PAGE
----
We should not slut shame Miley. We should not overlook the role of those around her in creating and performing the VMA performance. Instead, as Shelly said, we should pray for them, and all of us.
I continue to think about what we can learn from our Facebook friends and today, I read through the timeline and have gathered this collection of random thoughts.
A friend has recently been diagnosed with fibromyalgia and has been writing a bit about it. One of her posts said,
An American College of Rheumatology study in 1992 found the the impact of FMS on your life is as bad, or worse , than Rheumatoid Arthritis. They listed one major factor in this as "clinician bias". FMS patients don't look sick, so they are often victimized by clinicians, family, and friends, leaving them with self doubt, guilt, and loss of self-esteem.
I have friends with both RA and FMS and I don't think it is beneficial to get into whose conditions are worse. Yet the comment about having invisible illnesses is very important, especially as it relates to "self doubt, guilt, and loss of self-esteem".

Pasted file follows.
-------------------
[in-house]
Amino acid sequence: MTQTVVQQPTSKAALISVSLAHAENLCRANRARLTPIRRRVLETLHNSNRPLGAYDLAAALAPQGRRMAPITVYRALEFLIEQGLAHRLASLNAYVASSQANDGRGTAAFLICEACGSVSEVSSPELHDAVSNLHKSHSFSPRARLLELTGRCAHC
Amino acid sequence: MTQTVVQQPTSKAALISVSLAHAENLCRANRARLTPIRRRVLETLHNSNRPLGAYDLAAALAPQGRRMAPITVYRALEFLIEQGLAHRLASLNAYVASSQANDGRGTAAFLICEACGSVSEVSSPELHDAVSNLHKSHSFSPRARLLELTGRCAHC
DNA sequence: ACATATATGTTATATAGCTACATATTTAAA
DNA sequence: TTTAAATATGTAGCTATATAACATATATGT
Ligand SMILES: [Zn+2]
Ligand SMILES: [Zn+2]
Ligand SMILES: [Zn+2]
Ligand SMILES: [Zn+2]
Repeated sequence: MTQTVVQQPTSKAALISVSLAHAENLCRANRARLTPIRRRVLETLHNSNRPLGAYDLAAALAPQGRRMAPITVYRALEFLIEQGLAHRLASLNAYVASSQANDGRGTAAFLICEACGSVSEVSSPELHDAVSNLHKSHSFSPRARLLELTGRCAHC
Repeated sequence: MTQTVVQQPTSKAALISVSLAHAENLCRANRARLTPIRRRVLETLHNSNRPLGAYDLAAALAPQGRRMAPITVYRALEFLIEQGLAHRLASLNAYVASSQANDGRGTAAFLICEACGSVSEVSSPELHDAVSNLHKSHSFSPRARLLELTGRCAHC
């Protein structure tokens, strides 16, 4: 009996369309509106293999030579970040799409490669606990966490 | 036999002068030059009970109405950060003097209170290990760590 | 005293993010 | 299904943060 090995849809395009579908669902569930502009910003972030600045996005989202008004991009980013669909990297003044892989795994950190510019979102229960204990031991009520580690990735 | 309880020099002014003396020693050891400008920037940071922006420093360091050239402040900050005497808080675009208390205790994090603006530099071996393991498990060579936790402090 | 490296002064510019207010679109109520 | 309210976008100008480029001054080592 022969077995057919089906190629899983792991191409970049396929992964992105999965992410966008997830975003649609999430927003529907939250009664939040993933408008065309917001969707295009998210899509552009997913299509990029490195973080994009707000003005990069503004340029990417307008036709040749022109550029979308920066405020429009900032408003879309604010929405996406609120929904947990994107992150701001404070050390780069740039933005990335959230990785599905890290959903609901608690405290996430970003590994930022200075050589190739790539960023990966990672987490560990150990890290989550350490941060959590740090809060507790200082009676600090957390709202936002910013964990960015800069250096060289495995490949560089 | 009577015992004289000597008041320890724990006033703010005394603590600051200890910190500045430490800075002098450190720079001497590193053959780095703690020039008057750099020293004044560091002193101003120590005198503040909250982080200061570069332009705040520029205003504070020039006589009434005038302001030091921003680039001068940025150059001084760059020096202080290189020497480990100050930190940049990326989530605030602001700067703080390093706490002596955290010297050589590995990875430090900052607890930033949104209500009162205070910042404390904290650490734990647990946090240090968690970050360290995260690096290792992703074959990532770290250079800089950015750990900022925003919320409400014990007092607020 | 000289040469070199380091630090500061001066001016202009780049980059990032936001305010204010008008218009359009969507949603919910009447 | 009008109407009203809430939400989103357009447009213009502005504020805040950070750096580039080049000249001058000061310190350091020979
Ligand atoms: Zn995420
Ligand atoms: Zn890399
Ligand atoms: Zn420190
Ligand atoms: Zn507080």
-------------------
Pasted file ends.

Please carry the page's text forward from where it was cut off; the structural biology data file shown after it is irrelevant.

Are our interactions on Facebook helping others deal positively with self doubt, guilt, and loss of self-esteem, or are we posting negative comments about others or positive comments about ourselves in unconstructive efforts to boost our own pride at the expense of others?
As an illustration, another person I know, has been posting almost nothing but negative comments about President Obama and other black leaders. I suspect he doesn't considered himself racist, he's from Connecticut, after all, but he is the person most handicapped by racism that I know.
I've been thinking a bit about handicaps, whether it is invisible illness that is handicapping you, racism that is handicapping you, or more visible mobility issues that handicap you. Several friends of my shared a wonderful video Handicapped man answers "drummer wanted" ad and impresses others. Take time to watch this video and think about your handicaps and what you do to succeed in spite of them.
One final thought from this mornings Facebook posts. Many are telling great stories of heading to the March in Washington or to Burning Man. One friend wrote about her mother, who couldn't make it to the March fifty years ago because she was just out of college and had just started a teaching job.